Smallholder farmers across Rwanda are highly diverse, requiring a nuanced approach in providing assistance and support programs. Understanding this diversity may provide the first step in the development of tailored and targeted interventions for these farmers. Investigating farm and household diversity may also provide insights into the adoption of modernised and entrepreneurial agricultural activities across Rwanda.
Photo: 1AF farmers attending an compulsory field training before receiving their purchased seeds and fertilizers.
To better understand farm diversity across Rwanda, CIALCA continued its collaboration with One Acre Fund (1AF) (https://oneacrefund.org/), one of the largest agricultural NGOs in East Africa. 1AF deliver agricultural inputs and year-round extension services to more than 265,000 smallholder farmers in Rwanda. An improved understanding of farm diversity is hoped to allow 1AF to fine-tune their programs and ultimately increase their impacts.
Field agents from 1AF used a digital surveying tool (https://www.rhomis.org/) to collect data from more than 2,700 farming households. Most households were found to grow a diverse range of crops, earned limited cash incomes, experienced moderate levels of food security, and sold roughly a third of production. Using this information, ten distinct farm household typologies were identified, based upon six key characteristics (crops produced, cultivated area, marital status and education level of household head, livestock ownership, and perception of positive changes in farm characteristics).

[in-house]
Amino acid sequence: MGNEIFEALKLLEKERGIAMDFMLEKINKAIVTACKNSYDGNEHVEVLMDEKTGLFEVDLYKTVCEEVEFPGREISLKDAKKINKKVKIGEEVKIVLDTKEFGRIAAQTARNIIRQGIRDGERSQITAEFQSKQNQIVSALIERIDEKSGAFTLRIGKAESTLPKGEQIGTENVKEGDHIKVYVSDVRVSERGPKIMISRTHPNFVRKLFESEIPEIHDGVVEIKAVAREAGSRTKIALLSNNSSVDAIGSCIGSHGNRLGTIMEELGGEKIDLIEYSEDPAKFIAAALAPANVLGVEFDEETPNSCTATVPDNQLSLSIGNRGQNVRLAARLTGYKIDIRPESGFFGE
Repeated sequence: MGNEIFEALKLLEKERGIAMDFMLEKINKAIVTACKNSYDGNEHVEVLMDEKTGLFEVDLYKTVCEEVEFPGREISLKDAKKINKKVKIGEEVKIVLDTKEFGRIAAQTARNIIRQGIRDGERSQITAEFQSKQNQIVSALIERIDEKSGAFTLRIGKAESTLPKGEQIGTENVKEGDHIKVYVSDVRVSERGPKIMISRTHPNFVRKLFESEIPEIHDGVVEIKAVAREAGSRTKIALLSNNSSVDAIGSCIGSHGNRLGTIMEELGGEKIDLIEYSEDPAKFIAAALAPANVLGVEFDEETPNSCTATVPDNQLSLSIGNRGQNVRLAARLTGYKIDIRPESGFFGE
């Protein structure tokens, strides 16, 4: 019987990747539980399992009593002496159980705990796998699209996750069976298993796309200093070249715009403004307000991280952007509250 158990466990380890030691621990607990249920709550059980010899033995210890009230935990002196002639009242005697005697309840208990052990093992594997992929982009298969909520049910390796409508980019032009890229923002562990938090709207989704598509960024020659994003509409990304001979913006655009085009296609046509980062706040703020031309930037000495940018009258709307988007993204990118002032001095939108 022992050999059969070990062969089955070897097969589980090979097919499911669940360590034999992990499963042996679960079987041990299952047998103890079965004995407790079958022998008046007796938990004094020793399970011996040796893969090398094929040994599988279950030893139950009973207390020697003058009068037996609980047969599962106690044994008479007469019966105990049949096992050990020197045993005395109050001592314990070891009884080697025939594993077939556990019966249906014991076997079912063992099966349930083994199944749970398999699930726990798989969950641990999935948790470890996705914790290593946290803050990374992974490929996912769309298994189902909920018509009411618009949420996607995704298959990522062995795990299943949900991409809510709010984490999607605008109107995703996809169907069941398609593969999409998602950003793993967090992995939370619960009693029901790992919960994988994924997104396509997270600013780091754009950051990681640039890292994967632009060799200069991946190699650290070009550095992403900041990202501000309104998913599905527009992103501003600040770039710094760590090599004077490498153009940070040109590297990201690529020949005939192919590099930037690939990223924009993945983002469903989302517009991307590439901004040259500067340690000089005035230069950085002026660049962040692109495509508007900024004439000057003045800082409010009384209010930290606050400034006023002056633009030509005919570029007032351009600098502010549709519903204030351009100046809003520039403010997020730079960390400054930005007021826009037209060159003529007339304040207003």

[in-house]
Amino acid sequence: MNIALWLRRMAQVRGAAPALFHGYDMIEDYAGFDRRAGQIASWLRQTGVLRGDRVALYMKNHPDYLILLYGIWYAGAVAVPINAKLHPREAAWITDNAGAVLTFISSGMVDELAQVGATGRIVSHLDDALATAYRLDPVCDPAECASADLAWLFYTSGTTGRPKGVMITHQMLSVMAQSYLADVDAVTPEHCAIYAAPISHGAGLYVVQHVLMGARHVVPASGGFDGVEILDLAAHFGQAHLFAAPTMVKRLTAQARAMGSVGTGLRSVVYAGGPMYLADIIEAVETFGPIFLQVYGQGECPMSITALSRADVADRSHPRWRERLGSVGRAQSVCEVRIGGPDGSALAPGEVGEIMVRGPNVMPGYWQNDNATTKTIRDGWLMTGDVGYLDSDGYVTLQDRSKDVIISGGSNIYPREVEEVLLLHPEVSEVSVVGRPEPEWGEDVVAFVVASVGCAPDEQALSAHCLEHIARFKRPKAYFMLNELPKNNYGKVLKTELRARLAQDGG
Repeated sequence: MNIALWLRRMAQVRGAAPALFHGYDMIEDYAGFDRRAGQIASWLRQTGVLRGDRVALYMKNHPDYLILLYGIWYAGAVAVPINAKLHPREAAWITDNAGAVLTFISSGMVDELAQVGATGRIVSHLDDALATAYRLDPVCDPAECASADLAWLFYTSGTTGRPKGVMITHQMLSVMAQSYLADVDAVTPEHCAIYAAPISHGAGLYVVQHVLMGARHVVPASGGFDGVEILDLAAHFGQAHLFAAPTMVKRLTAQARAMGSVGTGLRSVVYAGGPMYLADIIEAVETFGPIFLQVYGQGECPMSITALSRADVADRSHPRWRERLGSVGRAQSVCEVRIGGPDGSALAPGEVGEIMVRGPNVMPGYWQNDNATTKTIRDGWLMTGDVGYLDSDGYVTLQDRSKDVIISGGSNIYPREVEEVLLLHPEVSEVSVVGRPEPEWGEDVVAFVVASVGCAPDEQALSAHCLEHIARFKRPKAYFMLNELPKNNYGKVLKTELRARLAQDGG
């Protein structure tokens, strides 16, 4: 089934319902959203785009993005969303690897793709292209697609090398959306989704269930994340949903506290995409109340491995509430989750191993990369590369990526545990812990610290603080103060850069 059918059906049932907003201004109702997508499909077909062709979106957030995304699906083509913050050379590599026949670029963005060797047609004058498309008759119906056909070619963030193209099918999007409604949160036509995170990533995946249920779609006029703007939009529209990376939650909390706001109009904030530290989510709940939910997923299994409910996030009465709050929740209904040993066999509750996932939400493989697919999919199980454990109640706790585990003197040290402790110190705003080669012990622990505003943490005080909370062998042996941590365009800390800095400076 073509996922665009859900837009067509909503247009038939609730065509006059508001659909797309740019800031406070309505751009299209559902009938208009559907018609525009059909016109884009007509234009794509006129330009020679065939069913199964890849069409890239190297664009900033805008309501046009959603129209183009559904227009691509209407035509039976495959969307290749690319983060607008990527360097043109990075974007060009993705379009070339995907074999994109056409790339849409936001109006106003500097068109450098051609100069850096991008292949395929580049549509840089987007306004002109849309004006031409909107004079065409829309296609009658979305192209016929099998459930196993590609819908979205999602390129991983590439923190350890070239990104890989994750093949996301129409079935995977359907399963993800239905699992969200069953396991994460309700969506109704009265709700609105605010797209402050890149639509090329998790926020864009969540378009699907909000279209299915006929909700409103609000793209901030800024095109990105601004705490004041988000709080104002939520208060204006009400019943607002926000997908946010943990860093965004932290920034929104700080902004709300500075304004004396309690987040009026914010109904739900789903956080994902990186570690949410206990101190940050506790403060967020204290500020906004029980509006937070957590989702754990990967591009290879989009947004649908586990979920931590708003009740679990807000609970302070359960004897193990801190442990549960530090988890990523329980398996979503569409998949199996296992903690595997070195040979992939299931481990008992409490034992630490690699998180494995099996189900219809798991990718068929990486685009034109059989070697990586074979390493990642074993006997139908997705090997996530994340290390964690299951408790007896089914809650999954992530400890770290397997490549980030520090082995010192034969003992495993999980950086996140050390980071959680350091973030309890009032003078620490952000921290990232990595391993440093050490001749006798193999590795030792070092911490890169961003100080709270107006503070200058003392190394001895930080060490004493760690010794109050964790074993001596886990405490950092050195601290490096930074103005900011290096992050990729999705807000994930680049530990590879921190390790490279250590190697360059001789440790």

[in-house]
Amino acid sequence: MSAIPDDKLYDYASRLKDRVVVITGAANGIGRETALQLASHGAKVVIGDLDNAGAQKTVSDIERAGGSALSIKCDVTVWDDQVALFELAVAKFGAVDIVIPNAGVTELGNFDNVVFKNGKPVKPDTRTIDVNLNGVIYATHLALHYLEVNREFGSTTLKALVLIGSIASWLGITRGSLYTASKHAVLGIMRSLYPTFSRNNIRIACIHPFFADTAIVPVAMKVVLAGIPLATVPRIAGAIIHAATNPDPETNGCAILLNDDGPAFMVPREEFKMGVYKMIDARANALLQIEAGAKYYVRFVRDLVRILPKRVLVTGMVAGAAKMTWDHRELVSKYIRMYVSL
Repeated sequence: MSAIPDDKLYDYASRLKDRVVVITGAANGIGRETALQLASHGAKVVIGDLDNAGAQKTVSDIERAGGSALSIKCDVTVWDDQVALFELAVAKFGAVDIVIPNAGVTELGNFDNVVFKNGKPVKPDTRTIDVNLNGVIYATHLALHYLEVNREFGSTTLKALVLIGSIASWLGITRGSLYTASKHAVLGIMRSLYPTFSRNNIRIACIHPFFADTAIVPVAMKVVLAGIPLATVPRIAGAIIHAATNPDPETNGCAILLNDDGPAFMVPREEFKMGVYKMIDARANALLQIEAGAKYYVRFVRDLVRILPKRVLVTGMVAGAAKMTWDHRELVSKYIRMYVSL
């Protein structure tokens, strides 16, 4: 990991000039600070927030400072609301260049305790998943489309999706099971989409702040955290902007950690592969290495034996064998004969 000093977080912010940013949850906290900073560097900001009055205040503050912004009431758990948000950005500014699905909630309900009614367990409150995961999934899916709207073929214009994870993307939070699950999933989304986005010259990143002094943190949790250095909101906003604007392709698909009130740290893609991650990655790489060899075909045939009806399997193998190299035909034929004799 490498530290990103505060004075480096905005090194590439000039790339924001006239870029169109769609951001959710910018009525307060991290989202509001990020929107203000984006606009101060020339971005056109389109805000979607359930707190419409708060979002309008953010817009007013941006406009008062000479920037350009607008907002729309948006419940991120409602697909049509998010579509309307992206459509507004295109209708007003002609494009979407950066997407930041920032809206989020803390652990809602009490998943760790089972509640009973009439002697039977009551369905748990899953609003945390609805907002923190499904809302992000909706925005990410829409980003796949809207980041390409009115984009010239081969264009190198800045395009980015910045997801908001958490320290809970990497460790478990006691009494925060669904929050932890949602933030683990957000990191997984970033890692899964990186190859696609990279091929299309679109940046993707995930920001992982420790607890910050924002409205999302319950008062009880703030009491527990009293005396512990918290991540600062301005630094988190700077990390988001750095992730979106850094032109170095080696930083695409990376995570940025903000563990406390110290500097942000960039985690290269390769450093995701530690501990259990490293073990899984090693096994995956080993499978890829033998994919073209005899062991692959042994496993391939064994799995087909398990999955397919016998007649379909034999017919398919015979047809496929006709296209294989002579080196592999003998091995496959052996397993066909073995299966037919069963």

From these typologies, four groups of farms were distinguishable through their engagement with crop modernisation practices (e.g. fertiliser and improved seed use): not engaged (13% of the population), slightly engaged but lacking information (26%), moderately engaged (46%), and highly engaged (15%). Initial analyses of entrepreneurial farming activities suggest a propensity for farmers who are more engaged with modern agricultural practices to be more entrepreneurially minded.
Members of the CIALCA consortium presented these results to 1AF this month, with a series a potential-options for continuing the collaboration and further assisting One Acre Fund in tailoring their programs and improving the understanding of the diversity held Rwandan agricultural households.
For more information regarding this collaboration, please contact Dr Rhys Manners (email@example.com) or visit the CIALCA-1AF Workstream Page.